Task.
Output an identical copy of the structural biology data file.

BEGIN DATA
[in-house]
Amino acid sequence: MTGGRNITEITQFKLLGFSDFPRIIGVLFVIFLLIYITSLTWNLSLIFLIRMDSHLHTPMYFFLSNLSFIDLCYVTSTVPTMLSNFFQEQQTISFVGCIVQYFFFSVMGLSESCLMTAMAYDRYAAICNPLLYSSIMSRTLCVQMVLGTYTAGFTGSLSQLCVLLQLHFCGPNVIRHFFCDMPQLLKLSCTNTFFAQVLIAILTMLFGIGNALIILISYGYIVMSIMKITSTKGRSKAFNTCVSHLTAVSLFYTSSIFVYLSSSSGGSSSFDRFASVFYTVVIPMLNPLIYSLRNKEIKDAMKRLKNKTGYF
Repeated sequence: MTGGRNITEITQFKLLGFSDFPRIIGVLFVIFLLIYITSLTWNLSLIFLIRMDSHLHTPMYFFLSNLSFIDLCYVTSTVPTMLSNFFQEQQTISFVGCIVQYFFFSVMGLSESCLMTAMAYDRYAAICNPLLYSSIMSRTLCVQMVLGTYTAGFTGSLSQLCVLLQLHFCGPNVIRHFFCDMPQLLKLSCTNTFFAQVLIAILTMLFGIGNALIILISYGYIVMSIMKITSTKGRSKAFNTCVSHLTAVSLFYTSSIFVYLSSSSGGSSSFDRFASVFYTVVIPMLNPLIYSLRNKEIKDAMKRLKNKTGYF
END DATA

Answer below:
[in-house]
Amino acid sequence: MTGGRNITEITQFKLLGFSDFPRIIGVLFVIFLLIYITSLTWNLSLIFLIRMDSHLHTPMYFFLSNLSFIDLCYVTSTVPTMLSNFFQEQQTISFVGCIVQYFFFSVMGLSESCLMTAMAYDRYAAICNPLLYSSIMSRTLCVQMVLGTYTAGFTGSLSQLCVLLQLHFCGPNVIRHFFCDMPQLLKLSCTNTFFAQVLIAILTMLFGIGNALIILISYGYIVMSIMKITSTKGRSKAFNTCVSHLTAVSLFYTSSIFVYLSSSSGGSSSFDRFASVFYTVVIPMLNPLIYSLRNKEIKDAMKRLKNKTGYF
Repeated sequence: MTGGRNITEITQFKLLGFSDFPRIIGVLFVIFLLIYITSLTWNLSLIFLIRMDSHLHTPMYFFLSNLSFIDLCYVTSTVPTMLSNFFQEQQTISFVGCIVQYFFFSVMGLSESCLMTAMAYDRYAAICNPLLYSSIMSRTLCVQMVLGTYTAGFTGSLSQLCVLLQLHFCGPNVIRHFFCDMPQLLKLSCTNTFFAQVLIAILTMLFGIGNALIILISYGYIVMSIMKITSTKGRSKAFNTCVSHLTAVSLFYTSSIFVYLSSSSGGSSSFDRFASVFYTVVIPMLNPLIYSLRNKEIKDAMKRLKNKTGYF